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Lilies are Dangerous to Cats

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Flowers Which are
Not True Lilies

1. Lily of the Valley is in the Convallaria group. Although it is not a true lily, and does not cause kidney problems, it is a poisonous plant due to its ability to cause heart problems with its digitalis-like toxin.
2. Peace lilies are also not true lilies, and do not cause kidney problems. They may cause mouth irritation and inflammation if chewed.
3. Calla lilies are not true lilies and may also cause mouth inflammation.

A significant source of toxicity for cats that is unknown to many people are lilies. These flowers are beautiful, available in a variety of colors, and common in cut flower arrangements. They are also easy to grow and are found in many gardens. But, they can be very dangerous for cats. The Animal Poison Control Center operated by the American Society for the Prevention of Cruelty to Animals reports that the number of feline lily toxicity cases has been increasing every year. Cats actually seem to be attracted to lilies and will sometimes seek them out and ignore other non-toxic plants.

All true lilies belonging to the Lilium and Hemerocallis (day lilies) species are toxic. This includes tiger lilies, Stargazers, and Easter lilies. All parts of the plant, including the stems, leaves, petals, and stamens are toxic. Even the pollen is toxic. Outdoor cats walking through the plants or rubbing up against the flowers may get pollen in their coats. Later they can ingest the pollen when they groom their fur. The toxic chemical in the plant has not been determined and dogs are not affected.

Lilies cause kidney damage in cats. Even what may seem like a small exposure such as biting a leaf can cause a cat to die from kidney failure. Usually cats vomit after exposure and develop acute kidney failure within 24 to 72 hours. This phase causes more vomiting, depression, dehydration, and a lack of appetite. There is a "golden window" of opportunity of 18 hours for treating lily toxicosis. That is, most cats treated within 18 hours survive if treated aggressively with hospitalization with intravenous fluids, oral activated charcoal to bind the toxin, and sometimes cathartics.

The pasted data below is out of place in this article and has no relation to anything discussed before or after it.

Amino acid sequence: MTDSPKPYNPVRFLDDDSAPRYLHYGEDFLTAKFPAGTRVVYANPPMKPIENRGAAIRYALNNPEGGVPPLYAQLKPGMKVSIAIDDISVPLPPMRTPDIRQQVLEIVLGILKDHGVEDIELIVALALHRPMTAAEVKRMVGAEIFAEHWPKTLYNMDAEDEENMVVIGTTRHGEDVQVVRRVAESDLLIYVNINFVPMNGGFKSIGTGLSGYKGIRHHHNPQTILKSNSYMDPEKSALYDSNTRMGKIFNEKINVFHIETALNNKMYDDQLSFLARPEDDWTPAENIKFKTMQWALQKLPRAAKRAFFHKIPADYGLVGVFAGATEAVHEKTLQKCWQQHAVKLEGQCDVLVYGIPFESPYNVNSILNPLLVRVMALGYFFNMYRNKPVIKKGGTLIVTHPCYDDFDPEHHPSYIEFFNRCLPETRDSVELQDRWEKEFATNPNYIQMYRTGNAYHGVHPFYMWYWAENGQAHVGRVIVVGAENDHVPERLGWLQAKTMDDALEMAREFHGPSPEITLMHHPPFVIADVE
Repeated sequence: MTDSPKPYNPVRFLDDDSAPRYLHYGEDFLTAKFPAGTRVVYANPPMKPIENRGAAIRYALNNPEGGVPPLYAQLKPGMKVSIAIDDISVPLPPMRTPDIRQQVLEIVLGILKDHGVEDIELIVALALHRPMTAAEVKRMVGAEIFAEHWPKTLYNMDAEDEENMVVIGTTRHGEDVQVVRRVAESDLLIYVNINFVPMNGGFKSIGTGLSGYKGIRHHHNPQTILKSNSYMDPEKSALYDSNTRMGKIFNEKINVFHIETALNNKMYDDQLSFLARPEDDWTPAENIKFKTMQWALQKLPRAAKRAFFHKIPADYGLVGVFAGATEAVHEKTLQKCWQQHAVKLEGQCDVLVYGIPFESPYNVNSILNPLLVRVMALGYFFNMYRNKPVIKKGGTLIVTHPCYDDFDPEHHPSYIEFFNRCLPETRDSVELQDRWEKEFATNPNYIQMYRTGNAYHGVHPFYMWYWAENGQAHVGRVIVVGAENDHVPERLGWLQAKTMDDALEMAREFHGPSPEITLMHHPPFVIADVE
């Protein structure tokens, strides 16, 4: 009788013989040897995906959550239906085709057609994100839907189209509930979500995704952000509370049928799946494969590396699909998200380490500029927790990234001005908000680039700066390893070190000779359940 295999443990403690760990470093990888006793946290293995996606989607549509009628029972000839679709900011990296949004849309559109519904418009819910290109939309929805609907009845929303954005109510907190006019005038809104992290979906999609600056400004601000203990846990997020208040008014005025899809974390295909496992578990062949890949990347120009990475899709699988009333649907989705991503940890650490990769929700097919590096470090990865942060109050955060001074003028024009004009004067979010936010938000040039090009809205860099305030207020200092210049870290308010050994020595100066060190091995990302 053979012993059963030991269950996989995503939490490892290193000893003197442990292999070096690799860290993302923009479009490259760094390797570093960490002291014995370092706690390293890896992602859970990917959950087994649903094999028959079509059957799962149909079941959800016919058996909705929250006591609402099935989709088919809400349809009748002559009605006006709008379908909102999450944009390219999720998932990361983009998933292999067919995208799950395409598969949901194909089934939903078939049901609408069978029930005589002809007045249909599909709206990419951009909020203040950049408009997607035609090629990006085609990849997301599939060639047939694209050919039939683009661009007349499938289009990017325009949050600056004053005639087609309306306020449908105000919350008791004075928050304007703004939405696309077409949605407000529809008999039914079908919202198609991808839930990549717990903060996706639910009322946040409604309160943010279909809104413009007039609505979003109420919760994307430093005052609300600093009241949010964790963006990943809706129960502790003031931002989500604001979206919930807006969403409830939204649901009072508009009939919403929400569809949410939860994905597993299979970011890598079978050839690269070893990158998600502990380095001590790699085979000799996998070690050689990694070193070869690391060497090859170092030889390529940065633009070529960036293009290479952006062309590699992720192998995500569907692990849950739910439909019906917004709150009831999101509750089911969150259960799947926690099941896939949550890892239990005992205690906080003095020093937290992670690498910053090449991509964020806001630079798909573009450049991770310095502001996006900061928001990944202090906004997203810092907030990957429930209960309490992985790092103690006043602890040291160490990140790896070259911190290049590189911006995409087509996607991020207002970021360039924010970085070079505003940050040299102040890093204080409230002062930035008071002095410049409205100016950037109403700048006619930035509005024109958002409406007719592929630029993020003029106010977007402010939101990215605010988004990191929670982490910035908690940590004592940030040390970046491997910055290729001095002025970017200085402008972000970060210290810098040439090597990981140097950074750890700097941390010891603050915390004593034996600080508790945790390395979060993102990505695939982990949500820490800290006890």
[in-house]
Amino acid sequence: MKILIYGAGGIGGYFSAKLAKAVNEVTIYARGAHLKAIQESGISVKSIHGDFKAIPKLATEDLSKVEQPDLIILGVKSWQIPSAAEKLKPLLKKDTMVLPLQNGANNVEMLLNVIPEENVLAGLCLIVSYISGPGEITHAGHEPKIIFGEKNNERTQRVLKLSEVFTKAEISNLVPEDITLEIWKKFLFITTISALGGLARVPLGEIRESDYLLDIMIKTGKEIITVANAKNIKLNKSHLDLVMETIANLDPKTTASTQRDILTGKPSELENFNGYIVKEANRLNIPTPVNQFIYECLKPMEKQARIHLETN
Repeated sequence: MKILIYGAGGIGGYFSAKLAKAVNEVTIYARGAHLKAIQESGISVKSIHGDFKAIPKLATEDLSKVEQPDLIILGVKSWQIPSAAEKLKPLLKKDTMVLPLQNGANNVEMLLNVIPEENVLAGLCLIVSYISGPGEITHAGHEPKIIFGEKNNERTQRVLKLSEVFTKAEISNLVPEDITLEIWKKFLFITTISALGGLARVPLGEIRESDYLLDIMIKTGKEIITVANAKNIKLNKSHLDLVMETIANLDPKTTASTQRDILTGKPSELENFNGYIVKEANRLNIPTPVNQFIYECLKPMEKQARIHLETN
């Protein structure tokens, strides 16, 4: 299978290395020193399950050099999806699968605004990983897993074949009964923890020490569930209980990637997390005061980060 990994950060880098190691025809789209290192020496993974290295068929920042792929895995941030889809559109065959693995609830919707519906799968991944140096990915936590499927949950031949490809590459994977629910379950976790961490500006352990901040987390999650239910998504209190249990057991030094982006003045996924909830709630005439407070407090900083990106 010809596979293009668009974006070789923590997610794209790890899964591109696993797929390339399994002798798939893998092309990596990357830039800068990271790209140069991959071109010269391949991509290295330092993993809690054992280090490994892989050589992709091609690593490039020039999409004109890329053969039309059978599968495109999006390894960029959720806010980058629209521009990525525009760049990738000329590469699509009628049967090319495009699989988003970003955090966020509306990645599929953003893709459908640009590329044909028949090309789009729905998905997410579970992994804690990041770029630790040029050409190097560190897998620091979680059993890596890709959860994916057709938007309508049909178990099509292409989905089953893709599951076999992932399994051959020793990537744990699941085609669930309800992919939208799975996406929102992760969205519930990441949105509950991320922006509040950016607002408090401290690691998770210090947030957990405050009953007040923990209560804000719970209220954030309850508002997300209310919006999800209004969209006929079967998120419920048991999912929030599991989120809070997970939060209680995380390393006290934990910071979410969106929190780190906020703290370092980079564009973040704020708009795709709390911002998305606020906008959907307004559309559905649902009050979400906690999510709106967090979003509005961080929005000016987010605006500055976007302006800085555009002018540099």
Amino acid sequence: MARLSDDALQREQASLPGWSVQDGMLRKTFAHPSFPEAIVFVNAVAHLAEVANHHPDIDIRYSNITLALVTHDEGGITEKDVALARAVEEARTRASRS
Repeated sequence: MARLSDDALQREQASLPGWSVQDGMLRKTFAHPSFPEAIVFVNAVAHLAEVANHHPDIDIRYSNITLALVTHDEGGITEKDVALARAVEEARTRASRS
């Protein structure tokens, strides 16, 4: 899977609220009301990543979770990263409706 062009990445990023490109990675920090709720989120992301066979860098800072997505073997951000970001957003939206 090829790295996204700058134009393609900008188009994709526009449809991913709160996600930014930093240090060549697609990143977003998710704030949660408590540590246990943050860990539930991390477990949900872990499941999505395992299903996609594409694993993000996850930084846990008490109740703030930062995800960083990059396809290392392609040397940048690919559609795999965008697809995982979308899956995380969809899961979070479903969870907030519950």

Therefore, even if the exposure is not certain, but is a possibility, it is best if the cat is examined by a veterinarian immediately. Changes in blood tests for the kidneys (BUN, creatinine, and phosphorus) can be seen as early as 12 hours after ingestion. If it is longer than 18 hours since the cat was exposed, treatment is still performed as there is yet a chance the kidney tubules can compensate.

What can you do to avoid lily toxicity in cats? Don't plant lilies in your garden if your cats go outdoors, or better yet, don't allow your cats to go outside. When you order flowers from a florist for yourself or a friend who has cats, tell them not to include lilies. If you buy a flower arrangement from a grocery or other store, inspect it carefully for any flower that looks like a lily. In spite of all this, if your cat is exposed to a lily, take the kitty to your veterinarian right away!

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